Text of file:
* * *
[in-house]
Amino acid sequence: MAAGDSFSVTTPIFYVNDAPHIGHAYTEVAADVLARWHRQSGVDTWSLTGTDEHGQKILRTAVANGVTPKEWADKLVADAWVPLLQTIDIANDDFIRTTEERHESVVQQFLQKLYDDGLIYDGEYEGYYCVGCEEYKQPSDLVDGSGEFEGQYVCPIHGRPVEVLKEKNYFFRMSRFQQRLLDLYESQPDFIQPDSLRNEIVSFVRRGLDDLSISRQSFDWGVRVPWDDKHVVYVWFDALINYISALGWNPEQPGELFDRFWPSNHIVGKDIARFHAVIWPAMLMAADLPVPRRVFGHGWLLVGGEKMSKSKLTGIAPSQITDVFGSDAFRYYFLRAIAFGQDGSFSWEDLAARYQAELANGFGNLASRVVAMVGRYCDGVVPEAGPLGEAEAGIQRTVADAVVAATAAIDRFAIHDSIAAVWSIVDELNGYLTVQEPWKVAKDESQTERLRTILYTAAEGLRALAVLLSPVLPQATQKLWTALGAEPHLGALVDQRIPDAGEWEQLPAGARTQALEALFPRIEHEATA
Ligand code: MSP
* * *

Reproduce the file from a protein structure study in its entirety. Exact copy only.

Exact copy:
[in-house]
Amino acid sequence: MAAGDSFSVTTPIFYVNDAPHIGHAYTEVAADVLARWHRQSGVDTWSLTGTDEHGQKILRTAVANGVTPKEWADKLVADAWVPLLQTIDIANDDFIRTTEERHESVVQQFLQKLYDDGLIYDGEYEGYYCVGCEEYKQPSDLVDGSGEFEGQYVCPIHGRPVEVLKEKNYFFRMSRFQQRLLDLYESQPDFIQPDSLRNEIVSFVRRGLDDLSISRQSFDWGVRVPWDDKHVVYVWFDALINYISALGWNPEQPGELFDRFWPSNHIVGKDIARFHAVIWPAMLMAADLPVPRRVFGHGWLLVGGEKMSKSKLTGIAPSQITDVFGSDAFRYYFLRAIAFGQDGSFSWEDLAARYQAELANGFGNLASRVVAMVGRYCDGVVPEAGPLGEAEAGIQRTVADAVVAATAAIDRFAIHDSIAAVWSIVDELNGYLTVQEPWKVAKDESQTERLRTILYTAAEGLRALAVLLSPVLPQATQKLWTALGAEPHLGALVDQRIPDAGEWEQLPAGARTQALEALFPRIEHEATA
Ligand code: MSP